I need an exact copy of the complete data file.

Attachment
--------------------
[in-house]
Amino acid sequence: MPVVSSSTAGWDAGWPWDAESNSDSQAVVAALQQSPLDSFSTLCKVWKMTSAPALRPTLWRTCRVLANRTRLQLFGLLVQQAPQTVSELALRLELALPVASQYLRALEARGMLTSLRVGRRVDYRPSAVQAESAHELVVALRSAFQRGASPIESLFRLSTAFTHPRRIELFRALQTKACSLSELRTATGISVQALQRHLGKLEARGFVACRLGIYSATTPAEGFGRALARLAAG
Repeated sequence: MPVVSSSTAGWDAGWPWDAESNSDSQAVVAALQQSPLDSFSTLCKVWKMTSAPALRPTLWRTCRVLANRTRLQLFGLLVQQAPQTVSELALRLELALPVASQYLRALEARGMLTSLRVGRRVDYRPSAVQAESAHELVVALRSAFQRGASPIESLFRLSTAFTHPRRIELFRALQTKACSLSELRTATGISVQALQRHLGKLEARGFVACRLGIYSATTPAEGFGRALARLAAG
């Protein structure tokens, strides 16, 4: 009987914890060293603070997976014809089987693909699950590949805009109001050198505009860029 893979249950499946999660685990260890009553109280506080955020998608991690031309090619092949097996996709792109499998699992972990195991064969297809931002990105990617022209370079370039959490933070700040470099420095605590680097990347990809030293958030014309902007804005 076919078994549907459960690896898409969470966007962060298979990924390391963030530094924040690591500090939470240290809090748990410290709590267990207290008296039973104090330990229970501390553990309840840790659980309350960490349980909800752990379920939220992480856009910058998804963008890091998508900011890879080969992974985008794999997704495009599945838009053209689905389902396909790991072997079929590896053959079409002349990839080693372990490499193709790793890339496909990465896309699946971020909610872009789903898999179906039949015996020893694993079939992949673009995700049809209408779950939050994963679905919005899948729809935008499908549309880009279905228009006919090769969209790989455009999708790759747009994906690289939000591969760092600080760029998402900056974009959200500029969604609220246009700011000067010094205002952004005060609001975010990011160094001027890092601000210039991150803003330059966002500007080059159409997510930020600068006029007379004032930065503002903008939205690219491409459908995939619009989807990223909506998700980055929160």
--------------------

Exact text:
[in-house]
Amino acid sequence: MPVVSSSTAGWDAGWPWDAESNSDSQAVVAALQQSPLDSFSTLCKVWKMTSAPALRPTLWRTCRVLANRTRLQLFGLLVQQAPQTVSELALRLELALPVASQYLRALEARGMLTSLRVGRRVDYRPSAVQAESAHELVVALRSAFQRGASPIESLFRLSTAFTHPRRIELFRALQTKACSLSELRTATGISVQALQRHLGKLEARGFVACRLGIYSATTPAEGFGRALARLAAG
Repeated sequence: MPVVSSSTAGWDAGWPWDAESNSDSQAVVAALQQSPLDSFSTLCKVWKMTSAPALRPTLWRTCRVLANRTRLQLFGLLVQQAPQTVSELALRLELALPVASQYLRALEARGMLTSLRVGRRVDYRPSAVQAESAHELVVALRSAFQRGASPIESLFRLSTAFTHPRRIELFRALQTKACSLSELRTATGISVQALQRHLGKLEARGFVACRLGIYSATTPAEGFGRALARLAAG
């Protein structure tokens, strides 16, 4: 009987914890060293603070997976014809089987693909699950590949805009109001050198505009860029 893979249950499946999660685990260890009553109280506080955020998608991690031309090619092949097996996709792109499998699992972990195991064969297809931002990105990617022209370079370039959490933070700040470099420095605590680097990347990809030293958030014309902007804005 076919078994549907459960690896898409969470966007962060298979990924390391963030530094924040690591500090939470240290809090748990410290709590267990207290008296039973104090330990229970501390553990309840840790659980309350960490349980909800752990379920939220992480856009910058998804963008890091998508900011890879080969992974985008794999997704495009599945838009053209689905389902396909790991072997079929590896053959079409002349990839080693372990490499193709790793890339496909990465896309699946971020909610872009789903898999179906039949015996020893694993079939992949673009995700049809209408779950939050994963679905919005899948729809935008499908549309880009279905228009006919090769969209790989455009999708790759747009994906690289939000591969760092600080760029998402900056974009959200500029969604609220246009700011000067010094205002952004005060609001975010990011160094001027890092601000210039991150803003330059966002500007080059159409997510930020600068006029007379004032930065503002903008939205690219491409459908995939619009989807990223909506998700980055929160």